Ready to build your own business but keen to keep the stability of a salary? You can start your own business while employed, whether you’re planning to run it as a side hustle or build it into a full-time job. If you’re thinking of starting your own small business, here’s a guide to the tax implications you’ll need to consider.
You must register with HMRC
No matter how small your business is, you may need to make sure HMRC knows about it. If you’re setting up as a sole trader, you’ll need to register with HMRC if you’re going to earn more than £1,000 a year in sales (before you take any costs off).
If you’re going to set up as a limited company, no matter how small your business will be, you’ll need to register with Companies House, which you can do directly, through an accountant, or a specialised formation agent.
When registering with Companies House, you will register the company for Corporation Tax at the same time. If you have already registered with Companies House but you have not yet registered for Corporation Tax, you can do this separately. You should register within three months of starting to do business.
You’ll also need to let HMRC know that you’re now subject to Self Assessment as a director, and if you want to take a salary from the company, or employ staff, you would need to register the company as an employer. Yes, that’s a lot of registering, but these should only take 10-15 minutes each if you come prepared.
You’ll need to file tax returns
If you’ve only ever earned money through an employer, you may never have needed to fill in a tax return. As a business owner, you’ll have to submit one every year.
Your tax return needs to include all of your taxable income, regardless of whether HMRC already knows about it, so you’ll need to fill in a set of employment pages for your salary and any benefits you receive from your job.
If your business is a limited company, you’ll need to fill in another set of employment pages for the salary your company pays you, including any benefits it provides to you (such as private medical care). The company may also need to take Income Tax and National Insurance contributions from your salary and pay these to HMRC. You will also need to file the company's accounts and a Company Tax Return when you receive a ‘Notice to Deliver a Tax Return’ from HMRC.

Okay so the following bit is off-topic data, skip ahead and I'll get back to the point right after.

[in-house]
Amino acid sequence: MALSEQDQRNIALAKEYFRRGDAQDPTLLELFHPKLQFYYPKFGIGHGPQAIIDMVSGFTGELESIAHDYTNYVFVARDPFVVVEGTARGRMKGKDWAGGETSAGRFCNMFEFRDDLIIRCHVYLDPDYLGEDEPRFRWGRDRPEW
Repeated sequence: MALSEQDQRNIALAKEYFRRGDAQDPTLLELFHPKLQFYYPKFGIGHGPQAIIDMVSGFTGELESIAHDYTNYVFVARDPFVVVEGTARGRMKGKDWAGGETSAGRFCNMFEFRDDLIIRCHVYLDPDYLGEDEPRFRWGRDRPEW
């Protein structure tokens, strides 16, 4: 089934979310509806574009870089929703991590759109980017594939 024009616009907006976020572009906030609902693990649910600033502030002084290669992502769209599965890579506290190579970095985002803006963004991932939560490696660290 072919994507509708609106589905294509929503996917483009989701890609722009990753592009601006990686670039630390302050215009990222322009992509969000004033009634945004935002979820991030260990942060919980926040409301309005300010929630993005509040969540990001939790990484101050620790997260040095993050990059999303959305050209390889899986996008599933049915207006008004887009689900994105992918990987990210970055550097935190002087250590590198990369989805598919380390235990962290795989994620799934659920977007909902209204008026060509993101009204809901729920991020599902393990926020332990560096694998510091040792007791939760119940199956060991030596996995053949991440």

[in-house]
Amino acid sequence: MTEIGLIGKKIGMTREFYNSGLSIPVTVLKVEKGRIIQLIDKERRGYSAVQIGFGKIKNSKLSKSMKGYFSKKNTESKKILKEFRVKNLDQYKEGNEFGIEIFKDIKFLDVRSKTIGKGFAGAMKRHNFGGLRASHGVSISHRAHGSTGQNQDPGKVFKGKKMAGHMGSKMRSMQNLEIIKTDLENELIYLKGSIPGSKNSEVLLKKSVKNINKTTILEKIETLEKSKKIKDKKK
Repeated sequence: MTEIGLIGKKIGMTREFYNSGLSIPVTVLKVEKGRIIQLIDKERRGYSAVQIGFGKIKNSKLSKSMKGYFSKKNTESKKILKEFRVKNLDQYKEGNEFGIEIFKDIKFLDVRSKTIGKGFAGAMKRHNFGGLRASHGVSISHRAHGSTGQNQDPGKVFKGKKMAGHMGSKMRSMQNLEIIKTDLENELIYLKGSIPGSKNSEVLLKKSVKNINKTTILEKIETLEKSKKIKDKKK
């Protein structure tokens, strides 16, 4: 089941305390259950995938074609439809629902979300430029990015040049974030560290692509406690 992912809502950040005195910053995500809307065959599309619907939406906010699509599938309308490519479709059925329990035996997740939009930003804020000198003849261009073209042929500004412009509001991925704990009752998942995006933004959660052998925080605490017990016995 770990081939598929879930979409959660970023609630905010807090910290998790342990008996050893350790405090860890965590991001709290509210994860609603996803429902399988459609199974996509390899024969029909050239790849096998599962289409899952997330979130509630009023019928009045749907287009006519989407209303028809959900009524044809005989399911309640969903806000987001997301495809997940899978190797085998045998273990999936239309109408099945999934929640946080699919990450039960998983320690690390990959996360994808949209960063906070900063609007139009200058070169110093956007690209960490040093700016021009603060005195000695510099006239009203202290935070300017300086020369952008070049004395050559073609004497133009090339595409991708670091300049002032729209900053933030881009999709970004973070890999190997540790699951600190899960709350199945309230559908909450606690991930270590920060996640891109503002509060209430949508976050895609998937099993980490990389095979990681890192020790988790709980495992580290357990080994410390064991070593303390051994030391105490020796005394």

If you are a sole trader, you’ll need to fill in the Self Employment pages of your tax return as well. If you have more than one sole trade business, you’ll need to fill in Self Employment pages for each one.
You may get a second tax code
Your tax code tells your employer’s payroll software how much Income Tax to take off your wages under the PAYE scheme. HMRC tells your employer which tax code to use for you, depending on your individual circumstances.
If you’re running your business as a limited company and the company pays you a salary, you’ll get a second tax code from HMRC for this salary. Usually, your tax code on your existing job will reflect your Personal Allowance and your second tax code will not reflect any allowance.
If you’re running your own business as a sole trader and you only have one job, you’ll only have one tax code. As a sole trader, you pay tax on your business profits in your Self Assessment tax return rather than as a part of your wages, so your tax code won’t be affected unless you specifically ask HMRC to collect your tax through your tax code. You would do that when you file your tax return.
You’ll pay extra National Insurance contributions
As an employee, you will already pay class 1 employees' National Insurance (NI) contributions on your wages from your job. These are deducted from your salary along with Income Tax, and your employer pays them to HMRC on your behalf.
If you’re employed by your own limited company, then you’ll also pay class 1 employees' NI contributions on your wages from that company, once you earn above the primary threshold. The company will also have to pay additional employers' NI contributions on wages above the secondary threshold.
If you’re a sole trader, you could pay two kinds of National Insurance:
Firstly, you’ll usually have to pay a flat rate of class 2 NI contributions if your taxable income exceeds the Lower Profits Threshold (£11,908 for the year 2022/23, rising to £12,570 for the year 2023/24).
If your profits are between the Small Profits Threshold (£6,725 for the year 2022/23 and 2023/24) and the Lower Profits Threshold, you do not have to pay class 2 NI contributions in order to keep your entitlement to State Pension and other state benefits.
If your profits are below the Small Profits Threshold, you may choose to pay class 2 NI contributions voluntarily in order to keep your entitlement to these state benefits, though the amount will also depend on how much you’re paying in employee’s NI deducted from your wages. If you’re in any doubt, speak to HMRC or your accountant.
You’ll also pay class 4 NI contributions on your business’s profits if your profits exceed £11,909 a year for the year 2022/23, or £12,570 for the year 2023/24.
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